Cross Connection Prevention Program


It is all of our responsibility to protect our drinking water!


  • What is a cross connection? A cross connection is any physical arrangement whereby a public water supply is connected, directly or indirectly, with any secondary water supply system, sewer drain, conduit, pool, storage reservoir, plumbing fixture, or other device which contains or may contain any water, contaminated liquid, or other waste of unknown or unsafe quality that could impart a contaminant to the drinking water as a result of backflow or backsiphonage.


  • How is cross connections controlled? The installation of a backflow prevention device, otherwise known as a cross connection control device, is required under any circumstance where contamination may occur.


  • What is a backflow? A backflow is the flow of any foreign liquid, gas, or substance into the distributing pipe lines of a potable supply of water. A backflow may occur under two conditions: pressure greater than atmospheric (see back pressure), and pressure that is sub atmospheric (see backsiphonage).


  • Back pressure – Back pressure is any backflow caused by a pump, elevated tank, boiler or other means that could create pressure within the system greater than the supply pressure. This happens when the pressure of the contaminant source exceeds the positive pressure in the water distribution main. An example would be when a drinking water supply main has a connection to a hot water boiler system that is not protected by an approved and functioning backflow preventer. If pressure in the boiler system increases to where it exceeds the pressure in the water distribution system, backflow from the boiler to the drinking water supply system may occur.


  • Backsiphonage - a form of backflow due to a negative or sub atmospheric pressure within a water system. This is caused by a negative pressure (vacuum or partial vacuum) in the water distribution system. This situation is similar in effect to the sipping of water through a straw. Negative pressure in the drinking water distribution system can happen because of a water main break or when a hydrant is used for firefighting.

Responsibility for Cross-Connection Control

Responsibility of State -

  • Indiana Department of Environmental Management (IDEM) is responsible for administering the state regulations for cross connection control and water quality standards, 327 IAC 8-10.
  • Indiana State Department of Health is responsible for water quality standards, 170 IAC 6-1-20.
  • Indiana Department of Homeland Security is responsible for Indiana Plumbing Code, 675 IAC 16-1.3-64 through 85.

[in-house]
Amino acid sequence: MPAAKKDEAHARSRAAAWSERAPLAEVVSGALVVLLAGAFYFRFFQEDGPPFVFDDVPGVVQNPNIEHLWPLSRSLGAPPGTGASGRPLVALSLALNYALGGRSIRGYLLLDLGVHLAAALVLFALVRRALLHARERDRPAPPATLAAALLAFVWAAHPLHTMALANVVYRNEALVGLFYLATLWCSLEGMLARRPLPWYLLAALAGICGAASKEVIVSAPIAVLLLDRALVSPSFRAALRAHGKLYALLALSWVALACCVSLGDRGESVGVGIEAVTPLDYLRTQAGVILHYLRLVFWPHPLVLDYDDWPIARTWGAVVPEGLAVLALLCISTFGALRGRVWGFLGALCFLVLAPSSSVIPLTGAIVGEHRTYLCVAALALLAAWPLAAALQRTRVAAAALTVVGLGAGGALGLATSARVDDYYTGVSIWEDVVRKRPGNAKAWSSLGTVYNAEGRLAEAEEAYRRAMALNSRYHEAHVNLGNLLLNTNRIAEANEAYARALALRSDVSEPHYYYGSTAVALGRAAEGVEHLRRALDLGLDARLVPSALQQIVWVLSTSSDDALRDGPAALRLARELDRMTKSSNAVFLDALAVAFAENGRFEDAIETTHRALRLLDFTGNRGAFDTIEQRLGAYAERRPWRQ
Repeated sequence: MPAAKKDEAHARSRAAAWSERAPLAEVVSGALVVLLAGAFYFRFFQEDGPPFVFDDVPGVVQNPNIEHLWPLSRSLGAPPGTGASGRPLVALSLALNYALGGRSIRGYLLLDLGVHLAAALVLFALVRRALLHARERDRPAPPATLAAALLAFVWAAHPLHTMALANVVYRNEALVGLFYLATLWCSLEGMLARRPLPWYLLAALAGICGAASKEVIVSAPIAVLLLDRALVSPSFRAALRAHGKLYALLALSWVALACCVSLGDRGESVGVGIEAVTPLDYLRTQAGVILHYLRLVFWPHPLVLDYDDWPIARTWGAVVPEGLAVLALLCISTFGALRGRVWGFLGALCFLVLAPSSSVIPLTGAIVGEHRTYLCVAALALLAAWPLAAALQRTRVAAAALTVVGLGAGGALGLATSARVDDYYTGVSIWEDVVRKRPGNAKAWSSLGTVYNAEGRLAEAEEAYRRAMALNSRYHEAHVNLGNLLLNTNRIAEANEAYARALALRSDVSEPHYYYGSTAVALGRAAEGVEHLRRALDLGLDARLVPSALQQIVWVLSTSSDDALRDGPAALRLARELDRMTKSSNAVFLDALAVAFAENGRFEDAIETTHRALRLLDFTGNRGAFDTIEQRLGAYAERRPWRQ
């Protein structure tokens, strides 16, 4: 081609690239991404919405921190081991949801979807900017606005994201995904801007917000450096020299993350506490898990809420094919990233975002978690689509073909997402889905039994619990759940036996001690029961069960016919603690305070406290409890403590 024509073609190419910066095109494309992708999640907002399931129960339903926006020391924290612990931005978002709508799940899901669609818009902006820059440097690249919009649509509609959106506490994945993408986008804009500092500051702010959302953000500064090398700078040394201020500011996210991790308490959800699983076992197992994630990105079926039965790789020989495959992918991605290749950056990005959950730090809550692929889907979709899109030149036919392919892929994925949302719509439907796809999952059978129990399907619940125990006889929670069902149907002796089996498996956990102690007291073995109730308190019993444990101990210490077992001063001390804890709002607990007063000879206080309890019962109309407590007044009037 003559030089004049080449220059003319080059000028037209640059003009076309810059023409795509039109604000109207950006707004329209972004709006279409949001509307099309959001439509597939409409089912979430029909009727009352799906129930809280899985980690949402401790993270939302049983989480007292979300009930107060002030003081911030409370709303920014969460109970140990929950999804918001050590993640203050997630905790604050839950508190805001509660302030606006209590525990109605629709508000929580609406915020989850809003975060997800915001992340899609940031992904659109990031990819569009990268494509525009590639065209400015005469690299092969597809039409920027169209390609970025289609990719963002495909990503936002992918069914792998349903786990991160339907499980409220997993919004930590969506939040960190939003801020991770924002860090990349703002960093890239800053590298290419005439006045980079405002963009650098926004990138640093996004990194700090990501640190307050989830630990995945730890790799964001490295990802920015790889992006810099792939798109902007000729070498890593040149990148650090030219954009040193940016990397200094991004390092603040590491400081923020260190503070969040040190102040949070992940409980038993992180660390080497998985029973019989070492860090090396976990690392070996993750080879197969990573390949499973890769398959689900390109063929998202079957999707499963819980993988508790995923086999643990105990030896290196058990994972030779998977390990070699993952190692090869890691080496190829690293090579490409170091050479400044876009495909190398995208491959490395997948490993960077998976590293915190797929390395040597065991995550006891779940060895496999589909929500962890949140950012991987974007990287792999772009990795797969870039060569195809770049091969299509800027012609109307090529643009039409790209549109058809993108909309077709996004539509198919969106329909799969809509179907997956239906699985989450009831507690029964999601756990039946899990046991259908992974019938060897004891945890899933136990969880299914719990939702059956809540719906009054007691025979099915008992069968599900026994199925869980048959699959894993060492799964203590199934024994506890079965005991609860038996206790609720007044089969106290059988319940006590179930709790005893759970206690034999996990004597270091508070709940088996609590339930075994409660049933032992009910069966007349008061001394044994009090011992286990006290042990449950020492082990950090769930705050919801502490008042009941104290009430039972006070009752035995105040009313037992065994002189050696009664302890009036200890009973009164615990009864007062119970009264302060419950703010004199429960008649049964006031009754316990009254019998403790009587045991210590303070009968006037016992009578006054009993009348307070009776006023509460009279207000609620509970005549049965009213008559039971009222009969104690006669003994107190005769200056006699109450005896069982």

Responsibility of Rural Membership Water Corporation –

  • Responsible for providing customers with safe clean drinking water that meets all State and Federal drinking water standards and laws.
  • Exercise reasonable vigilance to insure that the customer has taken the proper steps to protect the public water system. When it is determined that a backflow prevention assembly is required, the water supplier shall require the customer to install an approved backflow preventer device with respect to the degree of hazard.
  • Responsible for identifying and implementing a cross connection and backflow prevention program.
  • Responsible for keeping test records for cross connection and backflow prevention devices.


Responsibility of Customers of Rural Membership Water Corporation –

  • Using water in a manner that does not jeopardize the water quality in the public water system.
  • The customer will be responsible for installation, testing immediately upon installation, proper repair and maintenance of the assembly, testing the device yearly and keeping adequate records of each test.
  • Filing the test results to Rural Membership Water Corporation.
  • Failure to comply could result in violation fees and possible termination of water service.


What is the State required frequency of testing the Backflow Device?

  • Reduced pressure principle devices must be tested at 6 month intervals.
  • Pressure Type Vacuum Breakers must be tested 1 year intervals.
  • Double Check Valve Assemblies must be tested at 1 year intervals.
  • Double Check Detector Assemblies must be tested at 1 year intervals.


Who is eligible to test Backflow Devices?

  • Only State approved and registered testers can test backflow prevention devices.
  • A list of Indiana Certified installers and testers can be found at


Where should I submit my Backflow Device Test results?

  • Test results must be submitted within 30 days of testing mail to - RMWC, PO BOX 239, Henryville, IN 47126 or by email at


Indiana Department of Environmental Management’s Cross Connection Control and Backflow Prevention Manual will also be used on determining all information pertaining to Rural Membership Water Corporation’s Cross Connection Program.